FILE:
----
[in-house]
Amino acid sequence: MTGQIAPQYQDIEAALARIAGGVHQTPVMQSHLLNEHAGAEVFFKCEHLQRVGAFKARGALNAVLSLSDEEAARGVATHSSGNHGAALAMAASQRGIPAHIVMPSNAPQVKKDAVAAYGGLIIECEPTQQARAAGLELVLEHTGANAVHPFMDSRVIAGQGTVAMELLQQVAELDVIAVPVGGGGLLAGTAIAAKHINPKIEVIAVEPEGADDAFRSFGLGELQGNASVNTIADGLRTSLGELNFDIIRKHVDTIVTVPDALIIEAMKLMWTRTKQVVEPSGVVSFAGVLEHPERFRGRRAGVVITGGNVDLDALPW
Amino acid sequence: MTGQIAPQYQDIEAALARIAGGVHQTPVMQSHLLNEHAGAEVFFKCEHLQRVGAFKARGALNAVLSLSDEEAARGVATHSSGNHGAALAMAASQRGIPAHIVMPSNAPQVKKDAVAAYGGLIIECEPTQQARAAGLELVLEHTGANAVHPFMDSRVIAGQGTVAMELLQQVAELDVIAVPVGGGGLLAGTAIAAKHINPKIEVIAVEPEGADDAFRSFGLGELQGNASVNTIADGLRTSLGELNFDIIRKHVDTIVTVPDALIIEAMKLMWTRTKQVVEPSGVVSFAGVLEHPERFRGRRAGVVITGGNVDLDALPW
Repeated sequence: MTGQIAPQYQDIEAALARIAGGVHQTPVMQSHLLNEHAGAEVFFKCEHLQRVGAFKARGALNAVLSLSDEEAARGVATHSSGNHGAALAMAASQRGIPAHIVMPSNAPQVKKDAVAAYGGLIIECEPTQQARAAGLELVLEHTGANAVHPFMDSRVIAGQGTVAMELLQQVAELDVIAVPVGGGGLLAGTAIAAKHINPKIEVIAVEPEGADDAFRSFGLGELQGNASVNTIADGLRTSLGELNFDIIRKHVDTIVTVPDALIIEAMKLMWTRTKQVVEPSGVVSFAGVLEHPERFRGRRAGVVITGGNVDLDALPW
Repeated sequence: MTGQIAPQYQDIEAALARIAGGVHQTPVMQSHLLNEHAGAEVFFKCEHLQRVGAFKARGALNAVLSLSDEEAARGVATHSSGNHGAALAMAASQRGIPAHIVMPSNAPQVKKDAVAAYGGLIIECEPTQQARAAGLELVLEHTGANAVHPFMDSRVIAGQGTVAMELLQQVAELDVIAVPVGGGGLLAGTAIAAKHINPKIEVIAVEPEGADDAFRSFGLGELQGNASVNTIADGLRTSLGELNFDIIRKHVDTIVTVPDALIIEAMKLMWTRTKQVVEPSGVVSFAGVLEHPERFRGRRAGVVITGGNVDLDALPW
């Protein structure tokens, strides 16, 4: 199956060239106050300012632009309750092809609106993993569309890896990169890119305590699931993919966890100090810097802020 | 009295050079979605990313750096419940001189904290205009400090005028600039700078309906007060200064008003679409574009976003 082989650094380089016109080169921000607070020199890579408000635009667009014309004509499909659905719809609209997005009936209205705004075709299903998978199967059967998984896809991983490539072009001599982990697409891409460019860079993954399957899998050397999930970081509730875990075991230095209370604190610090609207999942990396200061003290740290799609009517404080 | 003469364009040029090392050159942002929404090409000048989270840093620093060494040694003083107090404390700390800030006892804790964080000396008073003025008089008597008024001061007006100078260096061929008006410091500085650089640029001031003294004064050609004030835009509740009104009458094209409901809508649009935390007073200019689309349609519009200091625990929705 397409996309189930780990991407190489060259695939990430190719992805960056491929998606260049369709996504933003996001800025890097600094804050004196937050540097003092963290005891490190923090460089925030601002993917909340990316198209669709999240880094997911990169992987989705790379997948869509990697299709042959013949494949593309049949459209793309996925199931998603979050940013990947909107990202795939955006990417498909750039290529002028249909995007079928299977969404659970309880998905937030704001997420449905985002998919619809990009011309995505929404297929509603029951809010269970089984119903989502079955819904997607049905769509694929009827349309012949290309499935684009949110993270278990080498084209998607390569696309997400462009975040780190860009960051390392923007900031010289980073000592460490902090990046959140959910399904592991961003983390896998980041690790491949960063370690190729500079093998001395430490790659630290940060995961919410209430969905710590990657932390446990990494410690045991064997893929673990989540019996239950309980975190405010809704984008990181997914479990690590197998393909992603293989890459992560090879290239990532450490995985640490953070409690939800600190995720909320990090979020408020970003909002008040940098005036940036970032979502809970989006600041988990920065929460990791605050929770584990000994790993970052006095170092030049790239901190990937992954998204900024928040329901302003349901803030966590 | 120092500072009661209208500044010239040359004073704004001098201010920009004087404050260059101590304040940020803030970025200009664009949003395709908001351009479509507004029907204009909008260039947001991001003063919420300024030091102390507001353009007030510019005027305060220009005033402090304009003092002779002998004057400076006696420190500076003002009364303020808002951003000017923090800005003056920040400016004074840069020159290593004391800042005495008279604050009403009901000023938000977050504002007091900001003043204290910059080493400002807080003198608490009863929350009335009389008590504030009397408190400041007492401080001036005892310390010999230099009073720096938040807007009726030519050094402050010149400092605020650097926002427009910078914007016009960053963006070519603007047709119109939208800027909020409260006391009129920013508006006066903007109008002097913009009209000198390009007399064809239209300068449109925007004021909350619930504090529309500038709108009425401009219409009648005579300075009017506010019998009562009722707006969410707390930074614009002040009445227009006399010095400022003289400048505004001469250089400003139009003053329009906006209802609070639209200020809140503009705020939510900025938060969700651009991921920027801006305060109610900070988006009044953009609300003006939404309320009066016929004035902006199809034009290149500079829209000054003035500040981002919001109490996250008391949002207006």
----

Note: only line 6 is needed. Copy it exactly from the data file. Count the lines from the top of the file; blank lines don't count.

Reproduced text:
């Protein structure tokens, strides 16, 4: 199956060239106050300012632009309750092809609106993993569309890896990169890119305590699931993919966890100090810097802020 | 009295050079979605990313750096419940001189904290205009400090005028600039700078309906007060200064008003679409574009976003 082989650094380089016109080169921000607070020199890579408000635009667009014309004509499909659905719809609209997005009936209205705004075709299903998978199967059967998984896809991983490539072009001599982990697409891409460019860079993954399957899998050397999930970081509730875990075991230095209370604190610090609207999942990396200061003290740290799609009517404080 | 003469364009040029090392050159942002929404090409000048989270840093620093060494040694003083107090404390700390800030006892804790964080000396008073003025008089008597008024001061007006100078260096061929008006410091500085650089640029001031003294004064050609004030835009509740009104009458094209409901809508649009935390007073200019689309349609519009200091625990929705 397409996309189930780990991407190489060259695939990430190719992805960056491929998606260049369709996504933003996001800025890097600094804050004196937050540097003092963290005891490190923090460089925030601002993917909340990316198209669709999240880094997911990169992987989705790379997948869509990697299709042959013949494949593309049949459209793309996925199931998603979050940013990947909107990202795939955006990417498909750039290529002028249909995007079928299977969404659970309880998905937030704001997420449905985002998919619809990009011309995505929404297929509603029951809010269970089984119903989502079955819904997607049905769509694929009827349309012949290309499935684009949110993270278990080498084209998607390569696309997400462009975040780190860009960051390392923007900031010289980073000592460490902090990046959140959910399904592991961003983390896998980041690790491949960063370690190729500079093998001395430490790659630290940060995961919410209430969905710590990657932390446990990494410690045991064997893929673990989540019996239950309980975190405010809704984008990181997914479990690590197998393909992603293989890459992560090879290239990532450490995985640490953070409690939800600190995720909320990090979020408020970003909002008040940098005036940036970032979502809970989006600041988990920065929460990791605050929770584990000994790993970052006095170092030049790239901190990937992954998204900024928040329901302003349901803030966590 | 120092500072009661209208500044010239040359004073704004001098201010920009004087404050260059101590304040940020803030970025200009664009949003395709908001351009479509507004029907204009909008260039947001991001003063919420300024030091102390507001353009007030510019005027305060220009005033402090304009003092002779002998004057400076006696420190500076003002009364303020808002951003000017923090800005003056920040400016004074840069020159290593004391800042005495008279604050009403009901000023938000977050504002007091900001003043204290910059080493400002807080003198608490009863929350009335009389008590504030009397408190400041007492401080001036005892310390010999230099009073720096938040807007009726030519050094402050010149400092605020650097926002427009910078914007016009960053963006070519603007047709119109939208800027909020409260006391009129920013508006006066903007109008002097913009009209000198390009007399064809239209300068449109925007004021909350619930504090529309500038709108009425401009219409009648005579300075009017506010019998009562009722707006969410707390930074614009002040009445227009006399010095400022003289400048505004001469250089400003139009003053329009906006209802609070639209200020809140503009705020939510900025938060969700651009991921920027801006305060109610900070988006009044953009609300003006939404309320009066016929004035902006199809034009290149500079829209000054003035500040981002919001109490996250008391949002207006």